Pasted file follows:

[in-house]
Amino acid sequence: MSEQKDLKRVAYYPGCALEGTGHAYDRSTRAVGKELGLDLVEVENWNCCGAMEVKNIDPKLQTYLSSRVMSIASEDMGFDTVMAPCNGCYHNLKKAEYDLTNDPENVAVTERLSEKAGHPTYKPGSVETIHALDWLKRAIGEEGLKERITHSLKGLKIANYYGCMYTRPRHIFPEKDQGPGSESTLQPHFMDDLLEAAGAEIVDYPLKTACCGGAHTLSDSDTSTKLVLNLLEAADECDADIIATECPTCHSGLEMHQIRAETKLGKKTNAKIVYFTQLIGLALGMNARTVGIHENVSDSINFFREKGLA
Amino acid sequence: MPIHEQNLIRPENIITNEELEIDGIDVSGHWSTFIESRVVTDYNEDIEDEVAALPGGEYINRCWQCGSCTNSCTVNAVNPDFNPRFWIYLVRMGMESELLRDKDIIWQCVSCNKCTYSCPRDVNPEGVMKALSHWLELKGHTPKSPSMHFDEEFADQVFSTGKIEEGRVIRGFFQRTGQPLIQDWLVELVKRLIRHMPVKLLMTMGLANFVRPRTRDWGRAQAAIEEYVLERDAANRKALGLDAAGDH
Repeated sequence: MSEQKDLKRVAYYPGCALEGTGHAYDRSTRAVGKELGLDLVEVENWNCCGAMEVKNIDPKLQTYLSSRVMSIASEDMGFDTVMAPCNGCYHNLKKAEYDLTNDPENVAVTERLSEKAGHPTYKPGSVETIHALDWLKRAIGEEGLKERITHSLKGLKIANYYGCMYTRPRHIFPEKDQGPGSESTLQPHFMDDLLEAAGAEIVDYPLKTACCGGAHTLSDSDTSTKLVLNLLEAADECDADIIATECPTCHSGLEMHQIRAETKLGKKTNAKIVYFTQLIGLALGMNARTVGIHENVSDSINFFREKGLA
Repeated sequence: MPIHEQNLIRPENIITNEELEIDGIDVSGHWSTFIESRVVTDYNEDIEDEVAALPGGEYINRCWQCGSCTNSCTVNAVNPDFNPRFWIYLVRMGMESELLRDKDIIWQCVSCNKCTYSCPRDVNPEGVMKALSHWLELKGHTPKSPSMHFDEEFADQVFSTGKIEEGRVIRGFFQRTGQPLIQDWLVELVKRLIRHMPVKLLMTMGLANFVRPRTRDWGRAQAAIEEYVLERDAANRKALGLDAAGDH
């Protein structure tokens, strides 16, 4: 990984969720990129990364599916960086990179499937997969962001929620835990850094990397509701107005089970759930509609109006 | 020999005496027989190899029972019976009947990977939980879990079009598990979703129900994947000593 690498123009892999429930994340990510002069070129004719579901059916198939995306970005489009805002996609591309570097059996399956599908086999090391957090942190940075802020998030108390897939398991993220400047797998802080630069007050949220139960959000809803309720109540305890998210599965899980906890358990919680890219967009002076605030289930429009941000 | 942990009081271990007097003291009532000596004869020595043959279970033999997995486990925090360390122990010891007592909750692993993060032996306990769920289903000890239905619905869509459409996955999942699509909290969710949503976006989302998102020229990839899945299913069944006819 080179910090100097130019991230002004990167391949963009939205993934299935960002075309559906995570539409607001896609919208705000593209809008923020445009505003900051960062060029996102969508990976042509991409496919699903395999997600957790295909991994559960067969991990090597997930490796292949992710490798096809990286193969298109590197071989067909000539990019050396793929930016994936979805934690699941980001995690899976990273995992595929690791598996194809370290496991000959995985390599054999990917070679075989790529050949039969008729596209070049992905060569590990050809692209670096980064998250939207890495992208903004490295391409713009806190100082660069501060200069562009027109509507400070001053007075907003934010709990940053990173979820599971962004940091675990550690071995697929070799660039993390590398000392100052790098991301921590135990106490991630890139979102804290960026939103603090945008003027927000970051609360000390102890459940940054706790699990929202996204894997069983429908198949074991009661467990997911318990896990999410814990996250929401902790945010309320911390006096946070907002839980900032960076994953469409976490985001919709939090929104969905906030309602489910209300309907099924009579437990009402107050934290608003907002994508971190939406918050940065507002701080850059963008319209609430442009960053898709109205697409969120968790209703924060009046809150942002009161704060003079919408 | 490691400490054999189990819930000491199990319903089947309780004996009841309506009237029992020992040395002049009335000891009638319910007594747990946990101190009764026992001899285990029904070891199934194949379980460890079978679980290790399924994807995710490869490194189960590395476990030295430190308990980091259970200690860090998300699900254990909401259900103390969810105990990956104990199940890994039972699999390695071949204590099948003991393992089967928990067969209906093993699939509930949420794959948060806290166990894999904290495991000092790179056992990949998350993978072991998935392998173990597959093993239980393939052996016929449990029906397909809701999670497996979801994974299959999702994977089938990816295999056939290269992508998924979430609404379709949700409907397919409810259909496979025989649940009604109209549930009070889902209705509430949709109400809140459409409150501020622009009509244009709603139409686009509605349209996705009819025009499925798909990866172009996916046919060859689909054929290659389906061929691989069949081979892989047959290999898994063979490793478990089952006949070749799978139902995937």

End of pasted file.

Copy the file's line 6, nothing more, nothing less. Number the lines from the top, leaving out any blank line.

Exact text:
């Protein structure tokens, strides 16, 4: 990984969720990129990364599916960086990179499937997969962001929620835990850094990397509701107005089970759930509609109006 | 020999005496027989190899029972019976009947990977939980879990079009598990979703129900994947000593 690498123009892999429930994340990510002069070129004719579901059916198939995306970005489009805002996609591309570097059996399956599908086999090391957090942190940075802020998030108390897939398991993220400047797998802080630069007050949220139960959000809803309720109540305890998210599965899980906890358990919680890219967009002076605030289930429009941000 | 942990009081271990007097003291009532000596004869020595043959279970033999997995486990925090360390122990010891007592909750692993993060032996306990769920289903000890239905619905869509459409996955999942699509909290969710949503976006989302998102020229990839899945299913069944006819 080179910090100097130019991230002004990167391949963009939205993934299935960002075309559906995570539409607001896609919208705000593209809008923020445009505003900051960062060029996102969508990976042509991409496919699903395999997600957790295909991994559960067969991990090597997930490796292949992710490798096809990286193969298109590197071989067909000539990019050396793929930016994936979805934690699941980001995690899976990273995992595929690791598996194809370290496991000959995985390599054999990917070679075989790529050949039969008729596209070049992905060569590990050809692209670096980064998250939207890495992208903004490295391409713009806190100082660069501060200069562009027109509507400070001053007075907003934010709990940053990173979820599971962004940091675990550690071995697929070799660039993390590398000392100052790098991301921590135990106490991630890139979102804290960026939103603090945008003027927000970051609360000390102890459940940054706790699990929202996204894997069983429908198949074991009661467990997911318990896990999410814990996250929401902790945010309320911390006096946070907002839980900032960076994953469409976490985001919709939090929104969905906030309602489910209300309907099924009579437990009402107050934290608003907002994508971190939406918050940065507002701080850059963008319209609430442009960053898709109205697409969120968790209703924060009046809150942002009161704060003079919408 | 490691400490054999189990819930000491199990319903089947309780004996009841309506009237029992020992040395002049009335000891009638319910007594747990946990101190009764026992001899285990029904070891199934194949379980460890079978679980290790399924994807995710490869490194189960590395476990030295430190308990980091259970200690860090998300699900254990909401259900103390969810105990990956104990199940890994039972699999390695071949204590099948003991393992089967928990067969209906093993699939509930949420794959948060806290166990894999904290495991000092790179056992990949998350993978072991998935392998173990597959093993239980393939052996016929449990029906397909809701999670497996979801994974299959999702994977089938990816295999056939290269992508998924979430609404379709949700409907397919409810259909496979025989649940009604109209549930009070889902209705509430949709109400809140459409409150501020622009009509244009709603139409686009509605349209996705009819025009499925798909990866172009996916046919060859689909054929290659389906061929691989069949081979892989047959290999898994063979490793478990089952006949070749799978139902995937």